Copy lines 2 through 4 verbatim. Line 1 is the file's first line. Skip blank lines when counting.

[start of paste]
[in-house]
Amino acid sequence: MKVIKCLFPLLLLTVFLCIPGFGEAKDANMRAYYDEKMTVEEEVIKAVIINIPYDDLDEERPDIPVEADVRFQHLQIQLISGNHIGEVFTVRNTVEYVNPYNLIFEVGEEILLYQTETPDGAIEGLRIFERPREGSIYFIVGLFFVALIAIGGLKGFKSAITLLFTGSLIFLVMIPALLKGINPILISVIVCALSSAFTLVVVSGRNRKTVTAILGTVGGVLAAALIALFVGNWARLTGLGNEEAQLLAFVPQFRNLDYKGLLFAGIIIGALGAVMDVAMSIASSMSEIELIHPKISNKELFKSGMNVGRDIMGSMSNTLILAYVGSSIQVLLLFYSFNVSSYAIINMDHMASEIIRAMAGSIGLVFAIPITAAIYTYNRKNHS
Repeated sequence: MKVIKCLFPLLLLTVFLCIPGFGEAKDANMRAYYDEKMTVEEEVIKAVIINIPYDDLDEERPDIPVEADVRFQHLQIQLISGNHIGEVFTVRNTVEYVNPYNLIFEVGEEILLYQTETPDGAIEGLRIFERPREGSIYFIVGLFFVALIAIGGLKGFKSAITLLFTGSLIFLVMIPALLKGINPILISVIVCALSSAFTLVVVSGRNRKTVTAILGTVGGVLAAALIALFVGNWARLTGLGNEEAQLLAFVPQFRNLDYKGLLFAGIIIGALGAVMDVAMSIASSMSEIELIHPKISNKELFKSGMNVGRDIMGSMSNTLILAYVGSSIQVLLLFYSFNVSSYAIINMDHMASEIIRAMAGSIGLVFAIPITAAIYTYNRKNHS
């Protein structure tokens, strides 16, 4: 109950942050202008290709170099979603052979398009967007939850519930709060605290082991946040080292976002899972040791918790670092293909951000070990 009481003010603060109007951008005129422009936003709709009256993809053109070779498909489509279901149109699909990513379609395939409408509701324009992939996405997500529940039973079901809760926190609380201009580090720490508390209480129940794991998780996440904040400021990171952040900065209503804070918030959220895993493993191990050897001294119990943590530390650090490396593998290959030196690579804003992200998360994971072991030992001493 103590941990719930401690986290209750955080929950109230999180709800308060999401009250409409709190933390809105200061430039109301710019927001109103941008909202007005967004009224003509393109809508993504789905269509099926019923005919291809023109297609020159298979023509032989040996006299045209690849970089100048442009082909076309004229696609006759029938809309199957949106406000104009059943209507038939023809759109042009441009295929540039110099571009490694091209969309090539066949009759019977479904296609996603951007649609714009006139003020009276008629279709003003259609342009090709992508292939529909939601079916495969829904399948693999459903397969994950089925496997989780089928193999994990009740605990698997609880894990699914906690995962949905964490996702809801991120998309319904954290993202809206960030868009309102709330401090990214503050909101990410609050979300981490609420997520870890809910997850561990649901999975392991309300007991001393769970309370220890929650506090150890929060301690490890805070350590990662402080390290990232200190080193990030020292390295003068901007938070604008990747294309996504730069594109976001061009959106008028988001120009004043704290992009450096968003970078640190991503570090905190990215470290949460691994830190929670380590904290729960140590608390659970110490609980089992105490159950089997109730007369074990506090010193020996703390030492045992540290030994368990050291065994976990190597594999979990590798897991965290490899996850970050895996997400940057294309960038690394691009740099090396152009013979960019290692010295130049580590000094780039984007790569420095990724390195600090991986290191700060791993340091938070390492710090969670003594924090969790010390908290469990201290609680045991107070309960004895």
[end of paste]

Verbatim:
Amino acid sequence: MKVIKCLFPLLLLTVFLCIPGFGEAKDANMRAYYDEKMTVEEEVIKAVIINIPYDDLDEERPDIPVEADVRFQHLQIQLISGNHIGEVFTVRNTVEYVNPYNLIFEVGEEILLYQTETPDGAIEGLRIFERPREGSIYFIVGLFFVALIAIGGLKGFKSAITLLFTGSLIFLVMIPALLKGINPILISVIVCALSSAFTLVVVSGRNRKTVTAILGTVGGVLAAALIALFVGNWARLTGLGNEEAQLLAFVPQFRNLDYKGLLFAGIIIGALGAVMDVAMSIASSMSEIELIHPKISNKELFKSGMNVGRDIMGSMSNTLILAYVGSSIQVLLLFYSFNVSSYAIINMDHMASEIIRAMAGSIGLVFAIPITAAIYTYNRKNHS
Repeated sequence: MKVIKCLFPLLLLTVFLCIPGFGEAKDANMRAYYDEKMTVEEEVIKAVIINIPYDDLDEERPDIPVEADVRFQHLQIQLISGNHIGEVFTVRNTVEYVNPYNLIFEVGEEILLYQTETPDGAIEGLRIFERPREGSIYFIVGLFFVALIAIGGLKGFKSAITLLFTGSLIFLVMIPALLKGINPILISVIVCALSSAFTLVVVSGRNRKTVTAILGTVGGVLAAALIALFVGNWARLTGLGNEEAQLLAFVPQFRNLDYKGLLFAGIIIGALGAVMDVAMSIASSMSEIELIHPKISNKELFKSGMNVGRDIMGSMSNTLILAYVGSSIQVLLLFYSFNVSSYAIINMDHMASEIIRAMAGSIGLVFAIPITAAIYTYNRKNHS
């Protein structure tokens, strides 16, 4: 109950942050202008290709170099979603052979398009967007939850519930709060605290082991946040080292976002899972040791918790670092293909951000070990 009481003010603060109007951008005129422009936003709709009256993809053109070779498909489509279901149109699909990513379609395939409408509701324009992939996405997500529940039973079901809760926190609380201009580090720490508390209480129940794991998780996440904040400021990171952040900065209503804070918030959220895993493993191990050897001294119990943590530390650090490396593998290959030196690579804003992200998360994971072991030992001493 103590941990719930401690986290209750955080929950109230999180709800308060999401009250409409709190933390809105200061430039109301710019927001109103941008909202007005967004009224003509393109809508993504789905269509099926019923005919291809023109297609020159298979023509032989040996006299045209690849970089100048442009082909076309004229696609006759029938809309199957949106406000104009059943209507038939023809759109042009441009295929540039110099571009490694091209969309090539066949009759019977479904296609996603951007649609714009006139003020009276008629279709003003259609342009090709992508292939529909939601079916495969829904399948693999459903397969994950089925496997989780089928193999994990009740605990698997609880894990699914906690995962949905964490996702809801991120998309319904954290993202809206960030868009309102709330401090990214503050909101990410609050979300981490609420997520870890809910997850561990649901999975392991309300007991001393769970309370220890929650506090150890929060301690490890805070350590990662402080390290990232200190080193990030020292390295003068901007938070604008990747294309996504730069594109976001061009959106008028988001120009004043704290992009450096968003970078640190991503570090905190990215470290949460691994830190929670380590904290729960140590608390659970110490609980089992105490159950089997109730007369074990506090010193020996703390030492045992540290030994368990050291065994976990190597594999979990590798897991965290490899996850970050895996997400940057294309960038690394691009740099090396152009013979960019290692010295130049580590000094780039984007790569420095990724390195600090991986290191700060791993340091938070390492710090969670003594924090969790010390908290469990201290609680045991107070309960004895």